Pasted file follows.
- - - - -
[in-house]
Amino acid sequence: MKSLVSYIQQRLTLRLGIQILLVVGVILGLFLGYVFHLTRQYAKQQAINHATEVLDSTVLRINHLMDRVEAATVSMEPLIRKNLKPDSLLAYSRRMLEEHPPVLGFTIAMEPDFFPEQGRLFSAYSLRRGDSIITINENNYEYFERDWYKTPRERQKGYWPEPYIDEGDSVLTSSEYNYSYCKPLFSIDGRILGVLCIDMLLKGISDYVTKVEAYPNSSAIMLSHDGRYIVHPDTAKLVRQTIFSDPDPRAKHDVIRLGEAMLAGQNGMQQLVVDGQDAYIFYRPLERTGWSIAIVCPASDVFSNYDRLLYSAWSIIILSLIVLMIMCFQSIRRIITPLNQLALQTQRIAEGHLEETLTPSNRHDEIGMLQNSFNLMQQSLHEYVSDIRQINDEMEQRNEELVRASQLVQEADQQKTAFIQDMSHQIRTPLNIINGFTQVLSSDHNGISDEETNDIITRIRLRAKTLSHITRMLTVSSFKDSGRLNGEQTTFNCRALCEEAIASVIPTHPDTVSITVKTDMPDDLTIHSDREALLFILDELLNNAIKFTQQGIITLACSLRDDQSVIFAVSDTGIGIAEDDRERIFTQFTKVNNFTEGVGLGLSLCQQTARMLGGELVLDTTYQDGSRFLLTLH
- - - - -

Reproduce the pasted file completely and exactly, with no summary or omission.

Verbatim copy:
[in-house]
Amino acid sequence: MKSLVSYIQQRLTLRLGIQILLVVGVILGLFLGYVFHLTRQYAKQQAINHATEVLDSTVLRINHLMDRVEAATVSMEPLIRKNLKPDSLLAYSRRMLEEHPPVLGFTIAMEPDFFPEQGRLFSAYSLRRGDSIITINENNYEYFERDWYKTPRERQKGYWPEPYIDEGDSVLTSSEYNYSYCKPLFSIDGRILGVLCIDMLLKGISDYVTKVEAYPNSSAIMLSHDGRYIVHPDTAKLVRQTIFSDPDPRAKHDVIRLGEAMLAGQNGMQQLVVDGQDAYIFYRPLERTGWSIAIVCPASDVFSNYDRLLYSAWSIIILSLIVLMIMCFQSIRRIITPLNQLALQTQRIAEGHLEETLTPSNRHDEIGMLQNSFNLMQQSLHEYVSDIRQINDEMEQRNEELVRASQLVQEADQQKTAFIQDMSHQIRTPLNIINGFTQVLSSDHNGISDEETNDIITRIRLRAKTLSHITRMLTVSSFKDSGRLNGEQTTFNCRALCEEAIASVIPTHPDTVSITVKTDMPDDLTIHSDREALLFILDELLNNAIKFTQQGIITLACSLRDDQSVIFAVSDTGIGIAEDDRERIFTQFTKVNNFTEGVGLGLSLCQQTARMLGGELVLDTTYQDGSRFLLTLH